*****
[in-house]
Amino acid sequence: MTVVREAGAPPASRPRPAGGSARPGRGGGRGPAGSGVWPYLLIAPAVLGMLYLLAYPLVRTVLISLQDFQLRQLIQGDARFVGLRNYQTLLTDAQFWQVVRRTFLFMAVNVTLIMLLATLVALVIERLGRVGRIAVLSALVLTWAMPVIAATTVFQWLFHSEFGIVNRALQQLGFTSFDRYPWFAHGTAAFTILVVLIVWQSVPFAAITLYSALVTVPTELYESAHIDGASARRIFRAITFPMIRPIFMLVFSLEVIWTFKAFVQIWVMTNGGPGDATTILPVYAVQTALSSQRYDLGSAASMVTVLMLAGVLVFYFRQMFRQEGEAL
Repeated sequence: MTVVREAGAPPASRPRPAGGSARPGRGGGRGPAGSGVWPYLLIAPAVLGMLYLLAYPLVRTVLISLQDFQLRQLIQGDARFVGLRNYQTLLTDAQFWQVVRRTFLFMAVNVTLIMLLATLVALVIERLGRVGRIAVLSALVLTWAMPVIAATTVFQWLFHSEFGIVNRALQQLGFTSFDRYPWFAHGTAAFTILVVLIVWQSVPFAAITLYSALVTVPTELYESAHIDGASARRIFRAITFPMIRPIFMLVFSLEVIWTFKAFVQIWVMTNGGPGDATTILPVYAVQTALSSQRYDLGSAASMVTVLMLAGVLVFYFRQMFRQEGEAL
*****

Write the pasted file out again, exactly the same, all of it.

[in-house]
Amino acid sequence: MTVVREAGAPPASRPRPAGGSARPGRGGGRGPAGSGVWPYLLIAPAVLGMLYLLAYPLVRTVLISLQDFQLRQLIQGDARFVGLRNYQTLLTDAQFWQVVRRTFLFMAVNVTLIMLLATLVALVIERLGRVGRIAVLSALVLTWAMPVIAATTVFQWLFHSEFGIVNRALQQLGFTSFDRYPWFAHGTAAFTILVVLIVWQSVPFAAITLYSALVTVPTELYESAHIDGASARRIFRAITFPMIRPIFMLVFSLEVIWTFKAFVQIWVMTNGGPGDATTILPVYAVQTALSSQRYDLGSAASMVTVLMLAGVLVFYFRQMFRQEGEAL
Repeated sequence: MTVVREAGAPPASRPRPAGGSARPGRGGGRGPAGSGVWPYLLIAPAVLGMLYLLAYPLVRTVLISLQDFQLRQLIQGDARFVGLRNYQTLLTDAQFWQVVRRTFLFMAVNVTLIMLLATLVALVIERLGRVGRIAVLSALVLTWAMPVIAATTVFQWLFHSEFGIVNRALQQLGFTSFDRYPWFAHGTAAFTILVVLIVWQSVPFAAITLYSALVTVPTELYESAHIDGASARRIFRAITFPMIRPIFMLVFSLEVIWTFKAFVQIWVMTNGGPGDATTILPVYAVQTALSSQRYDLGSAASMVTVLMLAGVLVFYFRQMFRQEGEAL